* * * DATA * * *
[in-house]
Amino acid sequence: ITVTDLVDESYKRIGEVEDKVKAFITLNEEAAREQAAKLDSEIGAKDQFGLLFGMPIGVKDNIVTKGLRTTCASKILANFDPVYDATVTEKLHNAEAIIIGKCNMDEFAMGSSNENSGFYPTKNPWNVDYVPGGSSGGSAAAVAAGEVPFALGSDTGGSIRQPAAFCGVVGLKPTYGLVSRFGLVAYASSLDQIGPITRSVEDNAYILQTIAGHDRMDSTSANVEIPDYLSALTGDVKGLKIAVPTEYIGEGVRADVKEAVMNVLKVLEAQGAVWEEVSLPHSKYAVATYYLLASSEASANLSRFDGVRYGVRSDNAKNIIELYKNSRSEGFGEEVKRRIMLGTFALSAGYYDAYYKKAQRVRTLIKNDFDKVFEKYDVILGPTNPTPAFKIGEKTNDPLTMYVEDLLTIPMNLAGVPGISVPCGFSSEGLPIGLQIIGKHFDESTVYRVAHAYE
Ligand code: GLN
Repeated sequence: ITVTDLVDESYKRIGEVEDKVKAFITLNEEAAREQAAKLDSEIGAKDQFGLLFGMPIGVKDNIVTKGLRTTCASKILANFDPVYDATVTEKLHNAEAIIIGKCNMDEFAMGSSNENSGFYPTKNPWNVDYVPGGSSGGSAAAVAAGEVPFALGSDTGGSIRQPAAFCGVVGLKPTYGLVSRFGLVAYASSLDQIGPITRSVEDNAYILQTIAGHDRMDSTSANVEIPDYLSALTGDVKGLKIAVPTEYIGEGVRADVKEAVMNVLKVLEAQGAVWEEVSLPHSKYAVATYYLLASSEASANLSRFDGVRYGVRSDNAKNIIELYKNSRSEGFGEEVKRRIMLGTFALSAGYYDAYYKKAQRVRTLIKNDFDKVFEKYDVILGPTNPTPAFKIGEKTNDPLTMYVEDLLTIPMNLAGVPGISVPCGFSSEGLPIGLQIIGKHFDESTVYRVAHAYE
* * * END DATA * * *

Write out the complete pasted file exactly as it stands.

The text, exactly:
[in-house]
Amino acid sequence: ITVTDLVDESYKRIGEVEDKVKAFITLNEEAAREQAAKLDSEIGAKDQFGLLFGMPIGVKDNIVTKGLRTTCASKILANFDPVYDATVTEKLHNAEAIIIGKCNMDEFAMGSSNENSGFYPTKNPWNVDYVPGGSSGGSAAAVAAGEVPFALGSDTGGSIRQPAAFCGVVGLKPTYGLVSRFGLVAYASSLDQIGPITRSVEDNAYILQTIAGHDRMDSTSANVEIPDYLSALTGDVKGLKIAVPTEYIGEGVRADVKEAVMNVLKVLEAQGAVWEEVSLPHSKYAVATYYLLASSEASANLSRFDGVRYGVRSDNAKNIIELYKNSRSEGFGEEVKRRIMLGTFALSAGYYDAYYKKAQRVRTLIKNDFDKVFEKYDVILGPTNPTPAFKIGEKTNDPLTMYVEDLLTIPMNLAGVPGISVPCGFSSEGLPIGLQIIGKHFDESTVYRVAHAYE
Ligand code: GLN
Repeated sequence: ITVTDLVDESYKRIGEVEDKVKAFITLNEEAAREQAAKLDSEIGAKDQFGLLFGMPIGVKDNIVTKGLRTTCASKILANFDPVYDATVTEKLHNAEAIIIGKCNMDEFAMGSSNENSGFYPTKNPWNVDYVPGGSSGGSAAAVAAGEVPFALGSDTGGSIRQPAAFCGVVGLKPTYGLVSRFGLVAYASSLDQIGPITRSVEDNAYILQTIAGHDRMDSTSANVEIPDYLSALTGDVKGLKIAVPTEYIGEGVRADVKEAVMNVLKVLEAQGAVWEEVSLPHSKYAVATYYLLASSEASANLSRFDGVRYGVRSDNAKNIIELYKNSRSEGFGEEVKRRIMLGTFALSAGYYDAYYKKAQRVRTLIKNDFDKVFEKYDVILGPTNPTPAFKIGEKTNDPLTMYVEDLLTIPMNLAGVPGISVPCGFSSEGLPIGLQIIGKHFDESTVYRVAHAYE